This paper investigates Romania’s auto-image as described by Dan Puric in his book Suflet Românesc (Romanian Soul). By employing imagology, this article first shows how Romanian national identity is constructed in opposition to Western culture and modernity. And by drawing on imagology and Hayden White’s approach to historiography, I provide a discursive analysis of the Romanian auto-image provided in the text. I show that Puric’s writing of Romanian national identity is a Romantic one rendered in the anarchist mode. The author alleges that Romanians are born with a “Romanian soul,” which guarantees their adherence to a Christian Orthodox worldview, one to which Western culture and modernity are inimical. The dominant metaphor used to represent Romanianness is the folktale, whose main traits—being set in illo tempore, a focus on a stark moral antithesis between good and evil where the former prevails, and favouring intuition over reason—are allegedly shared by “pure” Romanians. After revealing the pillars of Romanianness in Puric’s view, I trace the intellectual and cultural continuities between his Romanian auto-image and Romania’s far-right views on nation and nationhood, as well as the national communist view on Romanianness. As far as the former is concerned, I highlight the structural similarities between Puric’s nationalism and anti-Semitic discourse. With respect to the latter, I draw attention to Puric’s reliance on two of the several national communist myths identified by Romanian historian Lucian Boia: the myth of continuity and the myth of conspiracy. Puric’s book dovetails with national communist discourse by postulating the alleged continuity between the peoples and cultures that have existed in Romania’s current geographic location across the centuries and retains its communist fears of foreign conspiracy.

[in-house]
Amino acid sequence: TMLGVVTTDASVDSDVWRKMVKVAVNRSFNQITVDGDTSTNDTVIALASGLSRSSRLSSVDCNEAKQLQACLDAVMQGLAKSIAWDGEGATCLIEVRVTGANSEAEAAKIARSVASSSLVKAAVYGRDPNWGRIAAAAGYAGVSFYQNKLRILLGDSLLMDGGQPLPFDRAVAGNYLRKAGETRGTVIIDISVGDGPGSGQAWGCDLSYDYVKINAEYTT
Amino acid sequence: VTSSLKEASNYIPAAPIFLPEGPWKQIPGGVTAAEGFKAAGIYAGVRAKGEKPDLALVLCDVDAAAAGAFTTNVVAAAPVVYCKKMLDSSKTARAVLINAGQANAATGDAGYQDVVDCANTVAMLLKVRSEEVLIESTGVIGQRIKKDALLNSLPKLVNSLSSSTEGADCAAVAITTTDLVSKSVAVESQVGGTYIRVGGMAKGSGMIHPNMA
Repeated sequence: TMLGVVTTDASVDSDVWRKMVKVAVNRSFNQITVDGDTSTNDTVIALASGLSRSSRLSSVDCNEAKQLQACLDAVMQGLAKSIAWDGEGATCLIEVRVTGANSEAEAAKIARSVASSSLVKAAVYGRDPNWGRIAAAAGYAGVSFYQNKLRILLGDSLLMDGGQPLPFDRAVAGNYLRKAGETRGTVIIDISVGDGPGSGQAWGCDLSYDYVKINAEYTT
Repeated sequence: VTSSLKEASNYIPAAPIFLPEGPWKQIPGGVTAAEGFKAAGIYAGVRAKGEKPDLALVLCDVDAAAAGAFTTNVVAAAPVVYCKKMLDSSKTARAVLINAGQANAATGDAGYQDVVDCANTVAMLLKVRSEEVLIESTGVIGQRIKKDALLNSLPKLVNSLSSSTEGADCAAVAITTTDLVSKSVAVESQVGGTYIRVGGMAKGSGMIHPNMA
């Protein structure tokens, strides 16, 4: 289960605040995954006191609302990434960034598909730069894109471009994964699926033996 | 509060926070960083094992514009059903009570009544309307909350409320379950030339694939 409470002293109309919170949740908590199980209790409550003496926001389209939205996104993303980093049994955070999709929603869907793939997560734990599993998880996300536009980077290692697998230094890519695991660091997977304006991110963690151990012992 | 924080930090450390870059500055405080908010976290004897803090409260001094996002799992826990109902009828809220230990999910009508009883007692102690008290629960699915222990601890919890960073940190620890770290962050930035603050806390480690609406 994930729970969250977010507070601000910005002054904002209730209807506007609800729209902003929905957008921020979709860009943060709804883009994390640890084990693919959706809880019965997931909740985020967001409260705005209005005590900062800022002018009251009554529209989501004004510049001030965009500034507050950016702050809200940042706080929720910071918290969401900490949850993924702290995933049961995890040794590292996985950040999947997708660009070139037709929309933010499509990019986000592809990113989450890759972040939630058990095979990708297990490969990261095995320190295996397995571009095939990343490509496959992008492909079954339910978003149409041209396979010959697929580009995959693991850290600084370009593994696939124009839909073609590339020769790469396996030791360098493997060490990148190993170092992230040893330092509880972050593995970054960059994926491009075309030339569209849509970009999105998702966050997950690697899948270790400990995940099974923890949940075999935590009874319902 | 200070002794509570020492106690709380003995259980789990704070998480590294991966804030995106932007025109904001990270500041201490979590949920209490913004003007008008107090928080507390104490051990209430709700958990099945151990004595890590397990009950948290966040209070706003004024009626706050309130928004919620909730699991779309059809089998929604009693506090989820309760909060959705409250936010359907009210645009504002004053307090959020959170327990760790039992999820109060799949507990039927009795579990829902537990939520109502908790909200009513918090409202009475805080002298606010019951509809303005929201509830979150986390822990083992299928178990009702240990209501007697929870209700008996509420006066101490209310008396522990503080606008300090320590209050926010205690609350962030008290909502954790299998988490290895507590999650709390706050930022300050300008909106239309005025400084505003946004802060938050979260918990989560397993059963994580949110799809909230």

Gheorghe Andrei

Discursive Strategies of a Populist Leader in 2020 Romanian Legislative Elections. The Rhetoric and Political Style of George Simion (pp. 201-213)

Rhetoric and the politician’s political style are some of his/her most important tools and the technological and media revolution, mobile devices and social networks, have further emphasized their importance. The social networks help politicians to target a very circumscribed audience with their rhetoric, while mobile devices enable them to retain contact with their supporters and to exhibit their political style, in this instance populism. The article examines the speeches of the leader of the Alliance for the Union of Romanians Party (AUR), a new national-populist Romanian party, through the perspective of Chaim Perelman’s New Rhetoric and the populist style. The theory developed around the concept of fake news was also used in the development of the argument. According to this theory, the latest developments in the communication industry boosted the fake-news phenomenon, which, in turn, helped the populist leaders. The article is divided into four parts, each part addressing the theory around the new rhetoric; the theory of political style, i.e. populism; the qualitative case study; and the conclusions.